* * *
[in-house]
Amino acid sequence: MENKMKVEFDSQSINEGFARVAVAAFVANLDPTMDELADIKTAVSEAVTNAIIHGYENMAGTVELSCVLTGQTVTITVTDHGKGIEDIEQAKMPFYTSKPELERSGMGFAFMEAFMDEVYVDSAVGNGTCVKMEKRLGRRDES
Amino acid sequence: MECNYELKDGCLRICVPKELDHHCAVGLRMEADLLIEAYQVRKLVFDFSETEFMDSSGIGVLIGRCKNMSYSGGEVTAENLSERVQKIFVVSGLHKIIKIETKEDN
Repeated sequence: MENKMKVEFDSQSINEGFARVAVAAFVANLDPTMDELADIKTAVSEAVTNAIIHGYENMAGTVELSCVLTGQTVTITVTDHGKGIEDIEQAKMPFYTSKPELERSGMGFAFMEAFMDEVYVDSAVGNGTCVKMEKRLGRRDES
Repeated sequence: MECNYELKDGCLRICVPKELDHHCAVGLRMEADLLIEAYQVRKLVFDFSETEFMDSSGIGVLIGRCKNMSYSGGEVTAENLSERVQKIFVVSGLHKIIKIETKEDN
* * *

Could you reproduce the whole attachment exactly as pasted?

[in-house]
Amino acid sequence: MENKMKVEFDSQSINEGFARVAVAAFVANLDPTMDELADIKTAVSEAVTNAIIHGYENMAGTVELSCVLTGQTVTITVTDHGKGIEDIEQAKMPFYTSKPELERSGMGFAFMEAFMDEVYVDSAVGNGTCVKMEKRLGRRDES
Amino acid sequence: MECNYELKDGCLRICVPKELDHHCAVGLRMEADLLIEAYQVRKLVFDFSETEFMDSSGIGVLIGRCKNMSYSGGEVTAENLSERVQKIFVVSGLHKIIKIETKEDN
Repeated sequence: MENKMKVEFDSQSINEGFARVAVAAFVANLDPTMDELADIKTAVSEAVTNAIIHGYENMAGTVELSCVLTGQTVTITVTDHGKGIEDIEQAKMPFYTSKPELERSGMGFAFMEAFMDEVYVDSAVGNGTCVKMEKRLGRRDES
Repeated sequence: MECNYELKDGCLRICVPKELDHHCAVGLRMEADLLIEAYQVRKLVFDFSETEFMDSSGIGVLIGRCKNMSYSGGEVTAENLSERVQKIFVVSGLHKIIKIETKEDN